“It may seem strange to you, but it is the dream of my life to see this wilderness turned into a prosperous country.”
Julia Tuttle spoke those words as she surveyed the humid, swampy, backwoods outcropping that became the city she helped found. There was no way to prove that this corner of Florida could become the global metropolis we live in today, but she had the vision. She knew that against all odds, it was in this place’s DNA to flourish. So she, along with Mary Brickell, Henry Flagler and countless others, placed big bets on it. The result was Miami: diverse, thriving and, even with our challenges, boldly establishing itself on the global stage.
Throughout The Miami Foundation’s 50th anniversary year, which concluded on Jan. 27, we invited the members of this community to share their stories and become fervent champions for causes that mattered to them. Residents, just as our founders did half a century before, valiantly stepped up and created a historic year for our community.
Local donors contributed more than $100 million to the Foundation with one simple goal: to create a greater Miami. They included people like Dara Schoenwald and David Doebler, who turned their coastal trash pick-up hobby into VolunteerCleanup.org, mobilizing thousands of residents to preserve and protect our waterways; Taylor Moxey, an 11-year-old entrepreneur investing to create libraries where kids can learn, grow and be creative; and Jorge M. Pérez and his family, who made significant contributions to shape a more inclusive and vibrant Miami through the arts. Adding to this philanthropic wave were the more than 20,000 residents and donors who gave $10.1 million on a record-setting Give Miami Day. Across the county, people translated their personal passions into tangible resources for change. I have never been prouder to call this place home.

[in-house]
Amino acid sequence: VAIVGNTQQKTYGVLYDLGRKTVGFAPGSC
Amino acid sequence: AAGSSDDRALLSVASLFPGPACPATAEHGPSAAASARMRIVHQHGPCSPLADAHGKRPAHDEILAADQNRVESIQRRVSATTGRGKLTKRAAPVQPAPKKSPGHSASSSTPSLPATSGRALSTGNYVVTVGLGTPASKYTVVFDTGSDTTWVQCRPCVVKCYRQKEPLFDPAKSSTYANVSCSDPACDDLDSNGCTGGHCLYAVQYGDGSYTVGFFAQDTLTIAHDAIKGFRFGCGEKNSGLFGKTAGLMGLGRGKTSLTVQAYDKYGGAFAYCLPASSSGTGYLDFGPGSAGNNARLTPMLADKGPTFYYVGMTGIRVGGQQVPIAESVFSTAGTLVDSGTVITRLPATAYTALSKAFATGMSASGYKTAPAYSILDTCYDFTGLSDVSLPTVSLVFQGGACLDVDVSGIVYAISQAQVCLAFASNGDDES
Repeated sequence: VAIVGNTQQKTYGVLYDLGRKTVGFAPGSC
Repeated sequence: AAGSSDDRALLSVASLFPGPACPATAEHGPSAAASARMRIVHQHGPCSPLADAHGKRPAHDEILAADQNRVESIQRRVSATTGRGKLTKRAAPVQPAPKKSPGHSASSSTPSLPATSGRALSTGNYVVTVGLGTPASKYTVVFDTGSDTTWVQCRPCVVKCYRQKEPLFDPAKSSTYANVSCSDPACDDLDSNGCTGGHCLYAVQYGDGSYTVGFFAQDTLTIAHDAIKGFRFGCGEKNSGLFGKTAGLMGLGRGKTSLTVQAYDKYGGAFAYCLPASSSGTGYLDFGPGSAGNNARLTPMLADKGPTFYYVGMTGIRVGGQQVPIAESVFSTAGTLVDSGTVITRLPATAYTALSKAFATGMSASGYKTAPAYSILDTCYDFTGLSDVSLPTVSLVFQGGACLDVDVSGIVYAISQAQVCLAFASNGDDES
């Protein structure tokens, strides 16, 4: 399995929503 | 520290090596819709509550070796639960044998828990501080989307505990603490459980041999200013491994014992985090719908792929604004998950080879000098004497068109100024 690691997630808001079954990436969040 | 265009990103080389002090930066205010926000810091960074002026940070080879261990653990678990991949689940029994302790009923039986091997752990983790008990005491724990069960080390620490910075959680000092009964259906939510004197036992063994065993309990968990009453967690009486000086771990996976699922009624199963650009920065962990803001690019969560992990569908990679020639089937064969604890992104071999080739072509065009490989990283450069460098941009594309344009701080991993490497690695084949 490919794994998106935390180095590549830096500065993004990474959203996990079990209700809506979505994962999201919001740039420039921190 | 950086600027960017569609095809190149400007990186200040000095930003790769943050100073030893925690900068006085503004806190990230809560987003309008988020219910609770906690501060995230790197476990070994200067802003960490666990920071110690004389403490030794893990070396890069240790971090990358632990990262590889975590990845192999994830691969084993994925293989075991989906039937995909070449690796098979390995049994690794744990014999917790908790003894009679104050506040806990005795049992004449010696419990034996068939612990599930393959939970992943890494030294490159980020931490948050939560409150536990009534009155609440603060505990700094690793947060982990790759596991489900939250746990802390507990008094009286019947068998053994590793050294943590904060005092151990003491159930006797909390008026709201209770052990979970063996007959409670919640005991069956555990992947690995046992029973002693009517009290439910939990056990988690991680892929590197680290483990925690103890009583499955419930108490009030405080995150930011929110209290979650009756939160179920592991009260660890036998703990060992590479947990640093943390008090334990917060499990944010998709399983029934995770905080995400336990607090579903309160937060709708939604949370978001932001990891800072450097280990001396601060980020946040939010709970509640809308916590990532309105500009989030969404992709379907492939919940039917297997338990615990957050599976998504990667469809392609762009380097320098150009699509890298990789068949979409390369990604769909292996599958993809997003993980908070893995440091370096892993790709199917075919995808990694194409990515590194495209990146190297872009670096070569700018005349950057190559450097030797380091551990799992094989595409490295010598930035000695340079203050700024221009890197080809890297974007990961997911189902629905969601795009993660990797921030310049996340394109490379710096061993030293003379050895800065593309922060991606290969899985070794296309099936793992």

We celebrated the overwhelming generosity of Miamians by making $1 million in unprecedented signature grants, supporting organizations that innovate in tackling pressing challenges and molding our future. We helped The CLEO Institute train residents to become climate educators, inciting action around the disproportionate effects of climate change on under-resourced communities. We fueled Guitars Over Guns’ work to refocus youth’s attention on expressing themselves constructively through the performing arts. We helped bring Grameen America to Miami, enabling local women living below the poverty line to access small loans to start and expand their businesses.
These investments, on top of our millions of dollars in annual grants, help ensure Miami-Dade County’s resiliency, foster home-grown creativity and generate opportunities for residents. We are a significant step closer to the “greater Miami” we all want to live in.
Still, we won’t crystallize our future unless we leverage the big bets and investments we’re making today. After we created the first-ever permanent endowment of its kind a year ago, individuals, families and organizations united to launch the Miami Forever Fund with $1.5 million in contributions. In true Miami fashion, residents rallied to seed a critical source that can drive innovation and solutions to the known challenges of today and those of tomorrow we can’t foresee. The year’s volatile hurricane season reinforced this need. There was an incredible outpouring of charitable support in the aftermath of hurricanes Irma and Maria. Millions of dollars went toward immediate relief efforts, and with many families still getting back on their feet, we must support long-term recovery strategies that improve our readiness against such threats to our way of life.
Tuttle envisioned this place — a community full of vitality and people who heartily invest to see it win. We’re beating the odds, but we can’t let up now. Too many need help; too many need access to the incredible opportunities and experiences cultivated here. As we look toward the next 50 years, we’ll need every Miamian to take ownership of an issue. What will you do? What will you champion? Will you talk about our youth needing direction or will you go and volunteer at Boys & Girls Club? Will you hurry past a homeless person on the street, or will you make a gift to Carrfour Supportive Housing to invest in a solution? Will you complain about the lack of civic engagement or commit to taking five friends to the polls this fall?
Time and again, we have proven that an individual Miamian stepping up to address a cause can yield an exponential return for our broader community. Now is the time for every resident to do their part and double-down on Greater Miami’s success. It’s how we got this far, and based on what we’ve seen from this community in the past 12 months, it’s how we’ll continue to prosper.
Javier Alberto Soto is president and CEO of The Miami Foundation. To learn more and hear Miami stories from the year, visit miamifoundation.org/50.